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Amazon and HarperCollins aren’t going to war over e-books

April 14, 2015, 2:44 PM UTC
Photograph by John MacDougall — AFP/Getty Images

Digital retailer Amazon and book publisher HarperCollins have reached an agreement allowing the two companies to avoid a potentially prolonged battle over e-book sales.

While the exact terms of the deal weren’t released, the agreement will let HarperCollins set its own prices for e-books, the Wall Street Journal reports. That makes the deal similar to one reached late last year between Amazon and publisher Hachette.

The Hachette agreement put an end to a drawn-out conflict between the retailer and the publisher over the prices and proceeds of e-book sales. During that dispute, Amazon made it more difficult or outright impossible for its customers to preorder or buy certain Hachette titles.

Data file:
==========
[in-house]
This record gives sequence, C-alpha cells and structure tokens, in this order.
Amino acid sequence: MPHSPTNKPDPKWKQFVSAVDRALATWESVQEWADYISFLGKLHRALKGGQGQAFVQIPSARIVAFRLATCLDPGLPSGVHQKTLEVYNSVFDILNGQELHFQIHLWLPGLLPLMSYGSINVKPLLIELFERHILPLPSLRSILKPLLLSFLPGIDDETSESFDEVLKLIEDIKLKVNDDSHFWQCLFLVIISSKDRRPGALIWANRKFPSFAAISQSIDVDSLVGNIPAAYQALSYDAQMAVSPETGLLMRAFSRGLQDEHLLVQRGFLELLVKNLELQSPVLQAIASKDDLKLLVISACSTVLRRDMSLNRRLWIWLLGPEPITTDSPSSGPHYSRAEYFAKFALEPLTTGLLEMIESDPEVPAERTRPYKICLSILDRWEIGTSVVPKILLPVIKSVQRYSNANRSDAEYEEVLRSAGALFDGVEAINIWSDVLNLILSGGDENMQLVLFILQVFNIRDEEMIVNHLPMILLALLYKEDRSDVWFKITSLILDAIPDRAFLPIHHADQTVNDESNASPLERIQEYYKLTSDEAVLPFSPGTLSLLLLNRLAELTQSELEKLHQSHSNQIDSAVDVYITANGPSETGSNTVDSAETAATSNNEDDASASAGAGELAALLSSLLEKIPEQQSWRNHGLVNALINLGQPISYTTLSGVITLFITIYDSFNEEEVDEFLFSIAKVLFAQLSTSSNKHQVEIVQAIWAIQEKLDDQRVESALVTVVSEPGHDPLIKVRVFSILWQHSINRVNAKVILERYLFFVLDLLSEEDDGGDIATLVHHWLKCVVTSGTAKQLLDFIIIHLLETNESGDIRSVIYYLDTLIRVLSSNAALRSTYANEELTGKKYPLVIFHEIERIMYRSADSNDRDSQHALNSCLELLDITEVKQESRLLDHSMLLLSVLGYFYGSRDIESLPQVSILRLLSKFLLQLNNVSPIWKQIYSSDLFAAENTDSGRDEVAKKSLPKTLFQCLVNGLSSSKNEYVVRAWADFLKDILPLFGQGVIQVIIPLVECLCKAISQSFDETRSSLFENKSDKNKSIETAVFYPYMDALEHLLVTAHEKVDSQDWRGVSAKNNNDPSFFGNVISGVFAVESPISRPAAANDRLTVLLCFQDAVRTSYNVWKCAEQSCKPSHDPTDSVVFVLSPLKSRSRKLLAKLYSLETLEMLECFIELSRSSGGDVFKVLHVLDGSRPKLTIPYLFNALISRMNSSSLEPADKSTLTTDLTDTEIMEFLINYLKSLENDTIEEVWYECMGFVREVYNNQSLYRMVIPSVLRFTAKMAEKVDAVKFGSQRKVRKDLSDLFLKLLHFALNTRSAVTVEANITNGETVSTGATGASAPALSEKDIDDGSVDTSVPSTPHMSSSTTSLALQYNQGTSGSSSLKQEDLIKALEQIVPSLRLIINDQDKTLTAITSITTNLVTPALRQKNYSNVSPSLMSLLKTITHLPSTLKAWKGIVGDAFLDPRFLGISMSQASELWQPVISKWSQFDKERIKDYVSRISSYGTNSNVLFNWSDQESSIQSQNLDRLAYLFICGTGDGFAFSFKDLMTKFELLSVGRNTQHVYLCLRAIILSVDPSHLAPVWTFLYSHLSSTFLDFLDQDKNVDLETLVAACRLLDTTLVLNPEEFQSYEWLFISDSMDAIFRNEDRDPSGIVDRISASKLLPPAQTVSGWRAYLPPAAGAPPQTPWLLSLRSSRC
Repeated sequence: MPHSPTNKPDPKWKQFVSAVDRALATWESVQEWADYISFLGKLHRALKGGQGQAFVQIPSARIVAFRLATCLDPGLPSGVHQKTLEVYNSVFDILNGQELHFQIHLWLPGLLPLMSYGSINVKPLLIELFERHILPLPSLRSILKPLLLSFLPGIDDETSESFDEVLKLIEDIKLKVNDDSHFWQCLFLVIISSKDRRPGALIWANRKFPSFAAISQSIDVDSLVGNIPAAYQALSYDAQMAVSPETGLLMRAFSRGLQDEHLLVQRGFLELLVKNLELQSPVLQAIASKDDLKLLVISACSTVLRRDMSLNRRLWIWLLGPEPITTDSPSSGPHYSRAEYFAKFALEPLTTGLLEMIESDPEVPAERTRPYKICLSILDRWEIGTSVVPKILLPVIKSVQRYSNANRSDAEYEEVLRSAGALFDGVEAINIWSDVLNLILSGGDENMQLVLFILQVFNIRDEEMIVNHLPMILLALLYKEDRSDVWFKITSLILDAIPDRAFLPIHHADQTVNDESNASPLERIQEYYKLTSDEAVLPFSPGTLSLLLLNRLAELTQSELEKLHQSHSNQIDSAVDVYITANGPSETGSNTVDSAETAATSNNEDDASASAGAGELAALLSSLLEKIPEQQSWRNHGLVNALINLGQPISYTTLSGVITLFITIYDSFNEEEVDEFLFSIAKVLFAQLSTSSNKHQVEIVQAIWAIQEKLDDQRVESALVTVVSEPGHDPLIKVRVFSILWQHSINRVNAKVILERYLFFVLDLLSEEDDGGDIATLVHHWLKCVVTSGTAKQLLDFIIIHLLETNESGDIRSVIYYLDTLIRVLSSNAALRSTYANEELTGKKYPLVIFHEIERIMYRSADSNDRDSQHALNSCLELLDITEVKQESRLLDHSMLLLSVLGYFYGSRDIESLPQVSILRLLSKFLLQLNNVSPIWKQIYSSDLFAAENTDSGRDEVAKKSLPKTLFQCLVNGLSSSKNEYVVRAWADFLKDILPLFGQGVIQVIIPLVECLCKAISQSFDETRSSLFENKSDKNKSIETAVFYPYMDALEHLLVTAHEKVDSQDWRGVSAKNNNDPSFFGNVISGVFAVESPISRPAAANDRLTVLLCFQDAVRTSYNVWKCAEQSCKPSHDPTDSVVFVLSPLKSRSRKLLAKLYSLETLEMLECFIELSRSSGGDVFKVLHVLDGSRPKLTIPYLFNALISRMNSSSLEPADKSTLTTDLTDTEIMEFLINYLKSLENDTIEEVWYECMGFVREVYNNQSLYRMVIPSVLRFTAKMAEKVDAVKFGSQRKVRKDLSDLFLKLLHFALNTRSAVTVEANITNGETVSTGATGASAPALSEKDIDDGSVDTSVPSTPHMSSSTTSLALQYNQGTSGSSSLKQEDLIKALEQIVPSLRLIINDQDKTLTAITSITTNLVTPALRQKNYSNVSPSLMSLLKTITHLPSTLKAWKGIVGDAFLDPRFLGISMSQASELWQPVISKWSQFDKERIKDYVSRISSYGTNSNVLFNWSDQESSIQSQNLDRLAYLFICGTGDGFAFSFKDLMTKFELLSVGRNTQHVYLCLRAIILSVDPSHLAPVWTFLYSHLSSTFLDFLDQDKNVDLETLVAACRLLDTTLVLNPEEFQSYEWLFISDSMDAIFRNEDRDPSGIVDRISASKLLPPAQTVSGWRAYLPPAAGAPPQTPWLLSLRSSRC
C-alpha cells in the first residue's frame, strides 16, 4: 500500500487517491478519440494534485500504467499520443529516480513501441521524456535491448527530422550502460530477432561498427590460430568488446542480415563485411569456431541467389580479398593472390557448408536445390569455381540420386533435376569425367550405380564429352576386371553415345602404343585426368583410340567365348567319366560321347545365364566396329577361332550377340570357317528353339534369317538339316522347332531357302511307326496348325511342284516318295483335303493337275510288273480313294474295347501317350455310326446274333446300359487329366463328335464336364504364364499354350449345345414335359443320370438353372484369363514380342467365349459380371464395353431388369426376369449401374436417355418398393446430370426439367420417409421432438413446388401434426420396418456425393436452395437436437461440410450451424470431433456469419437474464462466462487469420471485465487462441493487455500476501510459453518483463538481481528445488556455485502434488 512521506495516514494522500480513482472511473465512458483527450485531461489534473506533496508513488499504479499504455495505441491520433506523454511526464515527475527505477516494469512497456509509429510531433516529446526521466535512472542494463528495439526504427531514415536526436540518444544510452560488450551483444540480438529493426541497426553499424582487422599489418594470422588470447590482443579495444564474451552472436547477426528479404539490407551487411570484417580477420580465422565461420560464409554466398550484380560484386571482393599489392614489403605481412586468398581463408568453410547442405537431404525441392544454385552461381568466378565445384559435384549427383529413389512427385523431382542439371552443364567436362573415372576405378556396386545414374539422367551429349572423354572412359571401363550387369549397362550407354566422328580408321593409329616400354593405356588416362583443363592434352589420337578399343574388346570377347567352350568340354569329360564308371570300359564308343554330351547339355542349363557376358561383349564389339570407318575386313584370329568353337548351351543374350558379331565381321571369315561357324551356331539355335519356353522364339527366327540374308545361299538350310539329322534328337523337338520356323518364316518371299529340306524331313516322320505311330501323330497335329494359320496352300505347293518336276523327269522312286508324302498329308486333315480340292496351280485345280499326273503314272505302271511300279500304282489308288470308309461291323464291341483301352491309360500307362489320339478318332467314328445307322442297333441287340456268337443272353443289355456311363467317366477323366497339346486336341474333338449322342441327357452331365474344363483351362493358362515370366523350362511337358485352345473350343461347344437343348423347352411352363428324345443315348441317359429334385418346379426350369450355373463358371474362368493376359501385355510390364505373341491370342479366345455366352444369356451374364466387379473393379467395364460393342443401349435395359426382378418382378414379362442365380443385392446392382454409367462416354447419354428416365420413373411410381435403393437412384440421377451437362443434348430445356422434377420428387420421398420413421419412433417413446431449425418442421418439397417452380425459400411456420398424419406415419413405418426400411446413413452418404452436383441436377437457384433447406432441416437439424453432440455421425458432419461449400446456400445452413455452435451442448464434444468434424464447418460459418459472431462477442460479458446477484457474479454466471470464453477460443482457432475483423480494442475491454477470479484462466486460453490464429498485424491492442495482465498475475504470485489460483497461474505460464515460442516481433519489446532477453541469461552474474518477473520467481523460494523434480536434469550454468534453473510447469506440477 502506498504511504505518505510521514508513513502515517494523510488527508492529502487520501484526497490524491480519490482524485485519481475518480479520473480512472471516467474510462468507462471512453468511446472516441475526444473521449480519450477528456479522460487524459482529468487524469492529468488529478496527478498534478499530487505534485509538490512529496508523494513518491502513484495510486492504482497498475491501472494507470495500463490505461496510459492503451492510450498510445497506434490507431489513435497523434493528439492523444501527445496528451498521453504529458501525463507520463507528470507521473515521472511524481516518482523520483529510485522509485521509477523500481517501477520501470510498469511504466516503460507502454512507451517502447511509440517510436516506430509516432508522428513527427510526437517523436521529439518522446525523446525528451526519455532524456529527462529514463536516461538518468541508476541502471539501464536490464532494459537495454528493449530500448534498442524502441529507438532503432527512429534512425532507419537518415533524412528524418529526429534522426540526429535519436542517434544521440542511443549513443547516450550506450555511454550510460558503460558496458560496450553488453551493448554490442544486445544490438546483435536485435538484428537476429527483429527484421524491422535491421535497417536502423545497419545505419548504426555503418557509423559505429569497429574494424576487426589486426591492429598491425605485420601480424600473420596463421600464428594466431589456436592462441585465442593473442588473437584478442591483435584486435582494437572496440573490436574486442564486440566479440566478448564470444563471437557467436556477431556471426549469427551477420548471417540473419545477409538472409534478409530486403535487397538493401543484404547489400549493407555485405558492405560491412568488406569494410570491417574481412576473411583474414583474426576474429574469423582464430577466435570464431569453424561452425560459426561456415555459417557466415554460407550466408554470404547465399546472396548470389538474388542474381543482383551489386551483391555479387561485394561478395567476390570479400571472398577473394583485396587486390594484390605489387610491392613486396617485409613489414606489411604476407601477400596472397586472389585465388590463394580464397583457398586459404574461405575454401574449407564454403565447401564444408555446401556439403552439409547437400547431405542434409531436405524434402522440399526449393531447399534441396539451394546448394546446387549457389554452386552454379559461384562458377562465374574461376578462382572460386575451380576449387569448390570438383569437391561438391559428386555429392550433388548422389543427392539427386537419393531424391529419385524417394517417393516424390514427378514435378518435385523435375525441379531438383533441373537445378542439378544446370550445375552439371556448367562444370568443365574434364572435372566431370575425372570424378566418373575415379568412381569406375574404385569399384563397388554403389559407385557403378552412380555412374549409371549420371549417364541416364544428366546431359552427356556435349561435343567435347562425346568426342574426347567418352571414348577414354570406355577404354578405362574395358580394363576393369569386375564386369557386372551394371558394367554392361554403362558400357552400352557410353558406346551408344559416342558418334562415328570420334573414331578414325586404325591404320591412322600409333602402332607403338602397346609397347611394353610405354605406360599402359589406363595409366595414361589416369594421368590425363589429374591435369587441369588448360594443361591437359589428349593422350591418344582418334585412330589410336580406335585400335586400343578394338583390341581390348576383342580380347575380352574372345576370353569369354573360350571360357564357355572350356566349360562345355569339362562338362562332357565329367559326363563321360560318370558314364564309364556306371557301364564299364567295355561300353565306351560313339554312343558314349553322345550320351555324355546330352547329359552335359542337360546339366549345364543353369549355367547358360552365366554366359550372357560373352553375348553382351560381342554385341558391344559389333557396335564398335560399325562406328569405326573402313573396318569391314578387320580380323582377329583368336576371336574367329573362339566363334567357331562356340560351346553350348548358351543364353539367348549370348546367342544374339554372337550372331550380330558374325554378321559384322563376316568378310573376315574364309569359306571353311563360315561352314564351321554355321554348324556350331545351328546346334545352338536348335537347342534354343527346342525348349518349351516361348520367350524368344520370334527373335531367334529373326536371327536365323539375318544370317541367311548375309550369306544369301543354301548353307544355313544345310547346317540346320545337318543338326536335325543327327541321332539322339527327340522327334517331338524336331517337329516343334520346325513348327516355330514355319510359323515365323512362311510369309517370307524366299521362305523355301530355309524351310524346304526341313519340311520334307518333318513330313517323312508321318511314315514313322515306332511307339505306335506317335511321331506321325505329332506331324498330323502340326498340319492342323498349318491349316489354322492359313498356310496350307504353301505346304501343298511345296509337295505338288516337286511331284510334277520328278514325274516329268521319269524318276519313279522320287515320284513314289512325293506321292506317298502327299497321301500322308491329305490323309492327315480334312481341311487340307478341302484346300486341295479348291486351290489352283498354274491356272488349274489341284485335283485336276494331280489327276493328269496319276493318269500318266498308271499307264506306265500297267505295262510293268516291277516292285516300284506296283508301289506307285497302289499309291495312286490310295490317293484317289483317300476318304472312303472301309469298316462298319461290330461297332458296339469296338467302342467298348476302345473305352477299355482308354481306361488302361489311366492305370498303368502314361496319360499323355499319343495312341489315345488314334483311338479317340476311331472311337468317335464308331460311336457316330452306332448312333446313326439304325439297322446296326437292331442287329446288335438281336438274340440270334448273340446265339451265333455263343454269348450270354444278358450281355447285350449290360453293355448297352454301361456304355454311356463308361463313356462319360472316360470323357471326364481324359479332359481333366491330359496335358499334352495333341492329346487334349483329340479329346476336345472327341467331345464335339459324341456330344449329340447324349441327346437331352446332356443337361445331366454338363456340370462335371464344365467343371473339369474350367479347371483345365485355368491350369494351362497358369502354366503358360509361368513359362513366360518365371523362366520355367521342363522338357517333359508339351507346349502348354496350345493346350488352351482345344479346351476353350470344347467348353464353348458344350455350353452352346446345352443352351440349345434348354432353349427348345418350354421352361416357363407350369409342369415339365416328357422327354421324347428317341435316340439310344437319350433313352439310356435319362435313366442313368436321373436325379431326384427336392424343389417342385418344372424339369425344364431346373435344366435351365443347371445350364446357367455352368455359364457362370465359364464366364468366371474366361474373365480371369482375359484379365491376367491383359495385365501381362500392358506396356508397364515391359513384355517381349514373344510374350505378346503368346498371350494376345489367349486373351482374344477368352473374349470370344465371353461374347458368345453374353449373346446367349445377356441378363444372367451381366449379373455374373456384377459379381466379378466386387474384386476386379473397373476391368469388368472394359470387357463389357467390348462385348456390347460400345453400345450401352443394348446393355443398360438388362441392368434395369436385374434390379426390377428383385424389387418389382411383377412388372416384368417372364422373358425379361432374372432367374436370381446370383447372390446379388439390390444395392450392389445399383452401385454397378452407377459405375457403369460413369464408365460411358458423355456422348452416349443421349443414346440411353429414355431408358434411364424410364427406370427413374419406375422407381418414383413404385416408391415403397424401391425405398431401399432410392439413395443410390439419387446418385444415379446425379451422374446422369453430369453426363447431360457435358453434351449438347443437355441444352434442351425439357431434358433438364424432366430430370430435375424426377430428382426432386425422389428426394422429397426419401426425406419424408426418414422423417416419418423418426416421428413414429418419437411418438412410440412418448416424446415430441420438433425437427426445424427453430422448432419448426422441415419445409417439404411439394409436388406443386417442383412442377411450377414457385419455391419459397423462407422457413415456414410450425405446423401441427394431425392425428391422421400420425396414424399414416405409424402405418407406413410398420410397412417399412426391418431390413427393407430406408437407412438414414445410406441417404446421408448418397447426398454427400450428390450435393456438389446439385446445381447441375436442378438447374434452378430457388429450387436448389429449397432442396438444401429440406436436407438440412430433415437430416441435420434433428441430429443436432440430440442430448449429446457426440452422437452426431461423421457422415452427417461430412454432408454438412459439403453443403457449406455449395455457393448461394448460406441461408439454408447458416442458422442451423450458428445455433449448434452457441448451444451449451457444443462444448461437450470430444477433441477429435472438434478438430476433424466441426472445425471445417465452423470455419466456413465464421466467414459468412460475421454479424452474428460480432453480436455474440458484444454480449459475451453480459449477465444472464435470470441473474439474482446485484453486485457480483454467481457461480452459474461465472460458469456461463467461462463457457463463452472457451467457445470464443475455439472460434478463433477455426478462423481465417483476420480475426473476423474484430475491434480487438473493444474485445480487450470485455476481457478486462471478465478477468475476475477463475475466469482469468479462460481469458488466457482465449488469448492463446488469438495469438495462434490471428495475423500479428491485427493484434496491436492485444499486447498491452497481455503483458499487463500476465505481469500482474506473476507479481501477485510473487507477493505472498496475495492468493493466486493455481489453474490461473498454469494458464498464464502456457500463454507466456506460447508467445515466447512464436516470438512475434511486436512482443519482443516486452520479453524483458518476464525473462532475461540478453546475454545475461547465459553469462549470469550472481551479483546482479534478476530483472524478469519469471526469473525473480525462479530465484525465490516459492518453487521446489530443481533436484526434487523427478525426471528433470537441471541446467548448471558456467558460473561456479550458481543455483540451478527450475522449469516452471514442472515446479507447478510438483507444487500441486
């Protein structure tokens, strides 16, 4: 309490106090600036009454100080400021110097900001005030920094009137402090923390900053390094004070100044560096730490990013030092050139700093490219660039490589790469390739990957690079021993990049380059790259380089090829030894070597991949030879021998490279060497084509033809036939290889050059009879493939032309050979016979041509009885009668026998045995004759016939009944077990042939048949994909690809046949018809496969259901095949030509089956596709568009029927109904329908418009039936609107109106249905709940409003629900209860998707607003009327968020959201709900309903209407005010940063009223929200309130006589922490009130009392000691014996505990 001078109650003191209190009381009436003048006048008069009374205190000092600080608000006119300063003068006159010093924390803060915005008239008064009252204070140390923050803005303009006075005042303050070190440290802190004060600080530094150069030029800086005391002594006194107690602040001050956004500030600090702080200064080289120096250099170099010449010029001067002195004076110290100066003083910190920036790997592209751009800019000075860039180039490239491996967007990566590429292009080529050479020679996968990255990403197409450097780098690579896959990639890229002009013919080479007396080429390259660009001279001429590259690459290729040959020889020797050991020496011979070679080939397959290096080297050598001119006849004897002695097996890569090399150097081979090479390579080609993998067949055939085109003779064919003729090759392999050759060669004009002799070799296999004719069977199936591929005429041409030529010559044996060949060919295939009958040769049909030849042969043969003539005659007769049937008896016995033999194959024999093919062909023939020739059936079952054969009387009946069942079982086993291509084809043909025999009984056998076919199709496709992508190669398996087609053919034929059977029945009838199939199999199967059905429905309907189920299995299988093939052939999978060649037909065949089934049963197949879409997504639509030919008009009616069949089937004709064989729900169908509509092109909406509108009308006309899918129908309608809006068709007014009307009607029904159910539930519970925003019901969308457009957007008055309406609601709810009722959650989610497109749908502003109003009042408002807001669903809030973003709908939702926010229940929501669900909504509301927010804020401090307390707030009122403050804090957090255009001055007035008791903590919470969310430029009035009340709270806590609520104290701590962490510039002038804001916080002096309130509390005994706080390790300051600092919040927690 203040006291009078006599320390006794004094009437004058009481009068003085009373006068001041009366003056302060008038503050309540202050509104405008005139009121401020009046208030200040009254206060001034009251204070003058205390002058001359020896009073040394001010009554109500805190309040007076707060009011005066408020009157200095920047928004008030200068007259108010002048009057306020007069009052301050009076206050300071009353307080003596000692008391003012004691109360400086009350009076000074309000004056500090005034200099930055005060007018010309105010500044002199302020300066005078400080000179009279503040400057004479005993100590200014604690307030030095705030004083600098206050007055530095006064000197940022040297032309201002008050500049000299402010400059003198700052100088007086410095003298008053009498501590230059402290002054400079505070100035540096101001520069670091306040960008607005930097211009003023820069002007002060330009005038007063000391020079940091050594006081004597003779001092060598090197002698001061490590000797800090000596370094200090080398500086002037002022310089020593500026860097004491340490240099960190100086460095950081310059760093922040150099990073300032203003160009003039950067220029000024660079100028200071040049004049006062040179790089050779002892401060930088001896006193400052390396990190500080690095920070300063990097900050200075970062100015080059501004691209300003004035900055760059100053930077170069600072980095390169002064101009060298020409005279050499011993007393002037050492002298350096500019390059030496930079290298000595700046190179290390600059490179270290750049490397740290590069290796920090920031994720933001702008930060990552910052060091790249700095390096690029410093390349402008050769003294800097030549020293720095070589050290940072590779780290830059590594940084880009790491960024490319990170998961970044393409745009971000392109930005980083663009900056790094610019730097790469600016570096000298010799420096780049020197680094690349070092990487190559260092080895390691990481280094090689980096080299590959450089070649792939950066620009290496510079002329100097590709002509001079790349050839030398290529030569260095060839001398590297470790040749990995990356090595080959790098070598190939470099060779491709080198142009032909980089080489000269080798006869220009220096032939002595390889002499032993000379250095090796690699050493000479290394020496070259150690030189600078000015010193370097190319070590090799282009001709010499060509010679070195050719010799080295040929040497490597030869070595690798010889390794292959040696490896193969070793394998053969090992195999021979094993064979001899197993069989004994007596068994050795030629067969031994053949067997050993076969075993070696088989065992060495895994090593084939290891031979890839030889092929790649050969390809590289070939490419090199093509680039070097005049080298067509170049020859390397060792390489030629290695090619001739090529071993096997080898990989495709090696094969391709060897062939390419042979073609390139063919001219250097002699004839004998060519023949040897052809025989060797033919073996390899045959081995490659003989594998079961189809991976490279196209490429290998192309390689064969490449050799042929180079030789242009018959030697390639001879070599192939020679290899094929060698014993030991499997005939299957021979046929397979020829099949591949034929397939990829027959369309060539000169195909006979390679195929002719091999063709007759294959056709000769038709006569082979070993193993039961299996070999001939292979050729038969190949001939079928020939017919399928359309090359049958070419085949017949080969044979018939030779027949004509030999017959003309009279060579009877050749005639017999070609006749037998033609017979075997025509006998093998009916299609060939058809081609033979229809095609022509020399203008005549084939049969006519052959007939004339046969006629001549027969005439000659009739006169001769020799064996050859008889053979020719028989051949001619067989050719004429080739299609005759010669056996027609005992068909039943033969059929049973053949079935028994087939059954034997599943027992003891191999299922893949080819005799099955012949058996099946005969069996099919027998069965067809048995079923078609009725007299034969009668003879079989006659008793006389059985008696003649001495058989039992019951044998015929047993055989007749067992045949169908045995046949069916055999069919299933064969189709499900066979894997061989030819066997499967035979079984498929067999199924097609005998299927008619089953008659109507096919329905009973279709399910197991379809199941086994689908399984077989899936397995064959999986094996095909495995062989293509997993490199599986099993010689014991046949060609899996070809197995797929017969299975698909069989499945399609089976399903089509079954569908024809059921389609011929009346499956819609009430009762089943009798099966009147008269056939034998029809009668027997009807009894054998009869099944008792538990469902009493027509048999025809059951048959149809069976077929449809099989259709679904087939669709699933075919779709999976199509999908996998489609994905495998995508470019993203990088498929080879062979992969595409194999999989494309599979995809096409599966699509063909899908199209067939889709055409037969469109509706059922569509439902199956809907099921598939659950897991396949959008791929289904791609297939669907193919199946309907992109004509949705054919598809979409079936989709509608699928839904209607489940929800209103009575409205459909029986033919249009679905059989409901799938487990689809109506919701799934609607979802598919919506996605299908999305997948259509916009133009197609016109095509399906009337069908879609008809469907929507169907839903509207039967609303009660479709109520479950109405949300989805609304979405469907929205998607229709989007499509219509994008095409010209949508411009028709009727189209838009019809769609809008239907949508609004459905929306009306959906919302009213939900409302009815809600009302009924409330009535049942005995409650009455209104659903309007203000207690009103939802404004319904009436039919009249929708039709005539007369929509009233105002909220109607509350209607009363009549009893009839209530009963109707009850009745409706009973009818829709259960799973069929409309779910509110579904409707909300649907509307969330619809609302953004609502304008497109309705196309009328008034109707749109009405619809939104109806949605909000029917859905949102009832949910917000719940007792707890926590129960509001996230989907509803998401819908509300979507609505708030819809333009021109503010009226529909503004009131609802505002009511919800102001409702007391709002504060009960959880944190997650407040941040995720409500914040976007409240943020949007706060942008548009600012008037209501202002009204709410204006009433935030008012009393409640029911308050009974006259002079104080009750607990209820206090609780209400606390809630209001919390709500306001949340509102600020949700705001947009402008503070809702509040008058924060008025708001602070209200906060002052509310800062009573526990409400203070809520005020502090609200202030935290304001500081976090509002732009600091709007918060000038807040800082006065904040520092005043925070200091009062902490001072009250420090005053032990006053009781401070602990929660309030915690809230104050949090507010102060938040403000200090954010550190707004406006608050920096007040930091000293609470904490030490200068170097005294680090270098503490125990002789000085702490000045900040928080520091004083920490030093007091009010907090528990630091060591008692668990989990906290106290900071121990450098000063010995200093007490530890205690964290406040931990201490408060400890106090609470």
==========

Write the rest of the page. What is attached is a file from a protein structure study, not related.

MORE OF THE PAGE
Amazon didn’t comment on the HarperCollins deal. HarperCollins released a statement saying it had “reached an agreement with Amazon and our books will continue to be available on the Amazon print and digital platforms.”

Amazon had sales of $29.33 billion in the fourth quarter of last year, and net income of $214 million.

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